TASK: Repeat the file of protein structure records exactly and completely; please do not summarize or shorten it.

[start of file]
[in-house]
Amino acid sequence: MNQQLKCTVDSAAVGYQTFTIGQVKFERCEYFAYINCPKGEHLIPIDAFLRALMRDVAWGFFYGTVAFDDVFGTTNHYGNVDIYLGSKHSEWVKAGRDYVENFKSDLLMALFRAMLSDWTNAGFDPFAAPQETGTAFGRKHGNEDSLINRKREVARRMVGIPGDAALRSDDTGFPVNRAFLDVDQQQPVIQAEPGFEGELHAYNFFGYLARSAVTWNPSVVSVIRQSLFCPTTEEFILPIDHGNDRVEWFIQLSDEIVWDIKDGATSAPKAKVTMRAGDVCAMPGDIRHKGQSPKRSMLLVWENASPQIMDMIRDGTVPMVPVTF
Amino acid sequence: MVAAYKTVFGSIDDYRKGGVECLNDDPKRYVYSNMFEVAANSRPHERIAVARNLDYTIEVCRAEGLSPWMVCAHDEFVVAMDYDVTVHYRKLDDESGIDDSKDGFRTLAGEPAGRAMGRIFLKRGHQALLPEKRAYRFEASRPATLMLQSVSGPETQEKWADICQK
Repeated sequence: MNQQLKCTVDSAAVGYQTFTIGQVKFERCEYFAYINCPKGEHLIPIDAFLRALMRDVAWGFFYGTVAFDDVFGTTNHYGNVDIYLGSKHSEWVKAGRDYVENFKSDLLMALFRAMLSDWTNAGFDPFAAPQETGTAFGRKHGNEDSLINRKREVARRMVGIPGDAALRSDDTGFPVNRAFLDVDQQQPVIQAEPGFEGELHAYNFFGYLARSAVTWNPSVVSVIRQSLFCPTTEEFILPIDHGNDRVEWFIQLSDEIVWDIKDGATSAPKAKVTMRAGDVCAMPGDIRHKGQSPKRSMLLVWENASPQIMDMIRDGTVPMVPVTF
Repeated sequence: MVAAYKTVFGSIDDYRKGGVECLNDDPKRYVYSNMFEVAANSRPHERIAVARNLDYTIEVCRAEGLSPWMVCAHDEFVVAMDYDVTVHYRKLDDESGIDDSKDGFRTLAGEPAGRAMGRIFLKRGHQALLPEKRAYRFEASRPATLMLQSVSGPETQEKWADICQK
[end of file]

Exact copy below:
[in-house]
Amino acid sequence: MNQQLKCTVDSAAVGYQTFTIGQVKFERCEYFAYINCPKGEHLIPIDAFLRALMRDVAWGFFYGTVAFDDVFGTTNHYGNVDIYLGSKHSEWVKAGRDYVENFKSDLLMALFRAMLSDWTNAGFDPFAAPQETGTAFGRKHGNEDSLINRKREVARRMVGIPGDAALRSDDTGFPVNRAFLDVDQQQPVIQAEPGFEGELHAYNFFGYLARSAVTWNPSVVSVIRQSLFCPTTEEFILPIDHGNDRVEWFIQLSDEIVWDIKDGATSAPKAKVTMRAGDVCAMPGDIRHKGQSPKRSMLLVWENASPQIMDMIRDGTVPMVPVTF
Amino acid sequence: MVAAYKTVFGSIDDYRKGGVECLNDDPKRYVYSNMFEVAANSRPHERIAVARNLDYTIEVCRAEGLSPWMVCAHDEFVVAMDYDVTVHYRKLDDESGIDDSKDGFRTLAGEPAGRAMGRIFLKRGHQALLPEKRAYRFEASRPATLMLQSVSGPETQEKWADICQK
Repeated sequence: MNQQLKCTVDSAAVGYQTFTIGQVKFERCEYFAYINCPKGEHLIPIDAFLRALMRDVAWGFFYGTVAFDDVFGTTNHYGNVDIYLGSKHSEWVKAGRDYVENFKSDLLMALFRAMLSDWTNAGFDPFAAPQETGTAFGRKHGNEDSLINRKREVARRMVGIPGDAALRSDDTGFPVNRAFLDVDQQQPVIQAEPGFEGELHAYNFFGYLARSAVTWNPSVVSVIRQSLFCPTTEEFILPIDHGNDRVEWFIQLSDEIVWDIKDGATSAPKAKVTMRAGDVCAMPGDIRHKGQSPKRSMLLVWENASPQIMDMIRDGTVPMVPVTF
Repeated sequence: MVAAYKTVFGSIDDYRKGGVECLNDDPKRYVYSNMFEVAANSRPHERIAVARNLDYTIEVCRAEGLSPWMVCAHDEFVVAMDYDVTVHYRKLDDESGIDDSKDGFRTLAGEPAGRAMGRIFLKRGHQALLPEKRAYRFEASRPATLMLQSVSGPETQEKWADICQK